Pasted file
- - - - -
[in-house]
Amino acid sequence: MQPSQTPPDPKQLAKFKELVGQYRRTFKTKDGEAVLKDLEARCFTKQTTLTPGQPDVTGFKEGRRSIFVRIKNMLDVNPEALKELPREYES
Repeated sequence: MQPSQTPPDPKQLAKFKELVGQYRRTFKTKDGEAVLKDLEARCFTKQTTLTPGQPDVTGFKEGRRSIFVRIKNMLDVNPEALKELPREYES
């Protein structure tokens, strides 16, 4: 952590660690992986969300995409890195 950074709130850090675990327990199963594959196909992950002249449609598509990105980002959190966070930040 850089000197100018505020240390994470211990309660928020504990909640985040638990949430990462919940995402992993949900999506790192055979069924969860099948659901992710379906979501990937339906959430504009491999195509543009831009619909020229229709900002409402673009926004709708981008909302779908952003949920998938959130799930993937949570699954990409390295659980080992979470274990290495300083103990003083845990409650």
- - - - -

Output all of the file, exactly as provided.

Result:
[in-house]
Amino acid sequence: MQPSQTPPDPKQLAKFKELVGQYRRTFKTKDGEAVLKDLEARCFTKQTTLTPGQPDVTGFKEGRRSIFVRIKNMLDVNPEALKELPREYES
Repeated sequence: MQPSQTPPDPKQLAKFKELVGQYRRTFKTKDGEAVLKDLEARCFTKQTTLTPGQPDVTGFKEGRRSIFVRIKNMLDVNPEALKELPREYES
């Protein structure tokens, strides 16, 4: 952590660690992986969300995409890195 950074709130850090675990327990199963594959196909992950002249449609598509990105980002959190966070930040 850089000197100018505020240390994470211990309660928020504990909640985040638990949430990462919940995402992993949900999506790192055979069924969860099948659901992710379906979501990937339906959430504009491999195509543009831009619909020229229709900002409402673009926004709708981008909302779908952003949920998938959130799930993937949570699954990409390295659980080992979470274990290495300083103990003083845990409650």